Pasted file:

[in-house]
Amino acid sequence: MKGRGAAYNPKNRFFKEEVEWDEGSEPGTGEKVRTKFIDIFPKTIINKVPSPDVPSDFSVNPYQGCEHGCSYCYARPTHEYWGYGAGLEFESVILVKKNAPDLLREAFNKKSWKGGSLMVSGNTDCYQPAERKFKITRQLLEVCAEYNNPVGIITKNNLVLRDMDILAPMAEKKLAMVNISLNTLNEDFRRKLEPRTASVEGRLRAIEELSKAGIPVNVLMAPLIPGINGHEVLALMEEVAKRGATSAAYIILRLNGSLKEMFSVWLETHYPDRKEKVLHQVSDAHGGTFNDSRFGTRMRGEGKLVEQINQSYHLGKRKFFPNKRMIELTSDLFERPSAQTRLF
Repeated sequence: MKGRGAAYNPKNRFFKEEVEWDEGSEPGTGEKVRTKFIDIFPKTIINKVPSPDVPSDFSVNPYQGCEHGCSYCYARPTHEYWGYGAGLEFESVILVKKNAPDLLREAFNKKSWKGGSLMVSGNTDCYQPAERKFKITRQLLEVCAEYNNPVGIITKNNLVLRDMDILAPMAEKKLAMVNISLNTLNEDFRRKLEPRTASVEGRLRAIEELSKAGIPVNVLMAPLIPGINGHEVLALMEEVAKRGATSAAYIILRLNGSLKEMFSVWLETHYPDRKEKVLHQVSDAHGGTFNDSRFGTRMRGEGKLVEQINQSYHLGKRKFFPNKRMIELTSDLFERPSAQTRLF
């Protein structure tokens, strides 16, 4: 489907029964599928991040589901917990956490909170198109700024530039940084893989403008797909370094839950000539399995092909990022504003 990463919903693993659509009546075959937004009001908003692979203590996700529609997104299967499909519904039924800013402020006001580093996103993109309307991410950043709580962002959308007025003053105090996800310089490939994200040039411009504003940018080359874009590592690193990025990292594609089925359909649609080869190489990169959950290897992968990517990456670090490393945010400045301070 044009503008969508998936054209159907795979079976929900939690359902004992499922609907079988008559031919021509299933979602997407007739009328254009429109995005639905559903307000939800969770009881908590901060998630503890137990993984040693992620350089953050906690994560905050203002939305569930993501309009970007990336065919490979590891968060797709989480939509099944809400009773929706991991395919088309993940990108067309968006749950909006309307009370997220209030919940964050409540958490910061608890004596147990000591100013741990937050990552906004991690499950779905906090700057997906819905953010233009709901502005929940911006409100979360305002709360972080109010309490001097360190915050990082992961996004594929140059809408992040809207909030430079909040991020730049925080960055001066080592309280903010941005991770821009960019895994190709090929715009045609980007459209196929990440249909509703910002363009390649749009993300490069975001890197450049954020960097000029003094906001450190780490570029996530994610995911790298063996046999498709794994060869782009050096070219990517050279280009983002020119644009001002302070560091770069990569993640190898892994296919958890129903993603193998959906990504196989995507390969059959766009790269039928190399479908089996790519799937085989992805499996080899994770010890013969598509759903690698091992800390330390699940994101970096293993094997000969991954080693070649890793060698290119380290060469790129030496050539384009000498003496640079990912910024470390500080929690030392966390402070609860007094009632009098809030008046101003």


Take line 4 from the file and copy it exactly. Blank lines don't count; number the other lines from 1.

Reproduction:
């Protein structure tokens, strides 16, 4: 489907029964599928991040589901917990956490909170198109700024530039940084893989403008797909370094839950000539399995092909990022504003 990463919903693993659509009546075959937004009001908003692979203590996700529609997104299967499909519904039924800013402020006001580093996103993109309307991410950043709580962002959308007025003053105090996800310089490939994200040039411009504003940018080359874009590592690193990025990292594609089925359909649609080869190489990169959950290897992968990517990456670090490393945010400045301070 044009503008969508998936054209159907795979079976929900939690359902004992499922609907079988008559031919021509299933979602997407007739009328254009429109995005639905559903307000939800969770009881908590901060998630503890137990993984040693992620350089953050906690994560905050203002939305569930993501309009970007990336065919490979590891968060797709989480939509099944809400009773929706991991395919088309993940990108067309968006749950909006309307009370997220209030919940964050409540958490910061608890004596147990000591100013741990937050990552906004991690499950779905906090700057997906819905953010233009709901502005929940911006409100979360305002709360972080109010309490001097360190915050990082992961996004594929140059809408992040809207909030430079909040991020730049925080960055001066080592309280903010941005991770821009960019895994190709090929715009045609980007459209196929990440249909509703910002363009390649749009993300490069975001890197450049954020960097000029003094906001450190780490570029996530994610995911790298063996046999498709794994060869782009050096070219990517050279280009983002020119644009001002302070560091770069990569993640190898892994296919958890129903993603193998959906990504196989995507390969059959766009790269039928190399479908089996790519799937085989992805499996080899994770010890013969598509759903690698091992800390330390699940994101970096293993094997000969991954080693070649890793060698290119380290060469790129030496050539384009000498003496640079990912910024470390500080929690030392966390402070609860007094009632009098809030008046101003």